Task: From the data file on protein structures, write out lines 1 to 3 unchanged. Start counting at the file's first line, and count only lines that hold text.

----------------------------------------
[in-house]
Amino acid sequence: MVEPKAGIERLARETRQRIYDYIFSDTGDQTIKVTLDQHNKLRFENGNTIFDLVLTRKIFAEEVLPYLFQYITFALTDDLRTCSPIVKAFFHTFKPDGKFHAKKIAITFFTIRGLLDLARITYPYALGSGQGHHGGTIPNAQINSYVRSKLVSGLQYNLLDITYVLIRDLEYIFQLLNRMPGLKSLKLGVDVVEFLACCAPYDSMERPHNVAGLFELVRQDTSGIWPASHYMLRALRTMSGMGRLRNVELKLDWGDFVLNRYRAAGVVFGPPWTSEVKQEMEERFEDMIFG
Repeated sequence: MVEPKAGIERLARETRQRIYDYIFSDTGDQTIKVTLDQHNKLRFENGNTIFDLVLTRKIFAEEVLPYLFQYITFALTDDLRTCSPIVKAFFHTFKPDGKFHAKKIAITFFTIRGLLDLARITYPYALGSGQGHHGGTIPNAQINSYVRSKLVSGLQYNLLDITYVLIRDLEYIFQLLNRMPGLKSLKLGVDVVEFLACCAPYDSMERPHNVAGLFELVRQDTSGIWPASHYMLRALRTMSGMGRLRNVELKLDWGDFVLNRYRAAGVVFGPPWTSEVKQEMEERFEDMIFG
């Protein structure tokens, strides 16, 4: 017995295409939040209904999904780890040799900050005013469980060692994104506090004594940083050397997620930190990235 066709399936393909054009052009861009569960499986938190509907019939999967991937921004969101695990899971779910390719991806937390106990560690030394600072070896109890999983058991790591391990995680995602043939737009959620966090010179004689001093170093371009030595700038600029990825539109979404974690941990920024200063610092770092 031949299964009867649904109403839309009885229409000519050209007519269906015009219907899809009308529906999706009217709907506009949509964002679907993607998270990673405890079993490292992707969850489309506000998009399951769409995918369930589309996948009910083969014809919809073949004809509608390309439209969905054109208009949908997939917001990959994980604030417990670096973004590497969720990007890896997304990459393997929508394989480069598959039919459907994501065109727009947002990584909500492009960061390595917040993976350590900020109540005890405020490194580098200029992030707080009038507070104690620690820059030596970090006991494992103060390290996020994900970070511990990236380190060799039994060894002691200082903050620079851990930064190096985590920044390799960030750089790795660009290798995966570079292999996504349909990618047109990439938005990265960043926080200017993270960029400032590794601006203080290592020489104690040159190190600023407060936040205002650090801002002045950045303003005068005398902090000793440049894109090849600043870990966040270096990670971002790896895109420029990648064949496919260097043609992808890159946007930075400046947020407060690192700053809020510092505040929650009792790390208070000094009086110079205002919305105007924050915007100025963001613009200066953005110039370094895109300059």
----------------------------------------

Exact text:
[in-house]
Amino acid sequence: MVEPKAGIERLARETRQRIYDYIFSDTGDQTIKVTLDQHNKLRFENGNTIFDLVLTRKIFAEEVLPYLFQYITFALTDDLRTCSPIVKAFFHTFKPDGKFHAKKIAITFFTIRGLLDLARITYPYALGSGQGHHGGTIPNAQINSYVRSKLVSGLQYNLLDITYVLIRDLEYIFQLLNRMPGLKSLKLGVDVVEFLACCAPYDSMERPHNVAGLFELVRQDTSGIWPASHYMLRALRTMSGMGRLRNVELKLDWGDFVLNRYRAAGVVFGPPWTSEVKQEMEERFEDMIFG
Repeated sequence: MVEPKAGIERLARETRQRIYDYIFSDTGDQTIKVTLDQHNKLRFENGNTIFDLVLTRKIFAEEVLPYLFQYITFALTDDLRTCSPIVKAFFHTFKPDGKFHAKKIAITFFTIRGLLDLARITYPYALGSGQGHHGGTIPNAQINSYVRSKLVSGLQYNLLDITYVLIRDLEYIFQLLNRMPGLKSLKLGVDVVEFLACCAPYDSMERPHNVAGLFELVRQDTSGIWPASHYMLRALRTMSGMGRLRNVELKLDWGDFVLNRYRAAGVVFGPPWTSEVKQEMEERFEDMIFG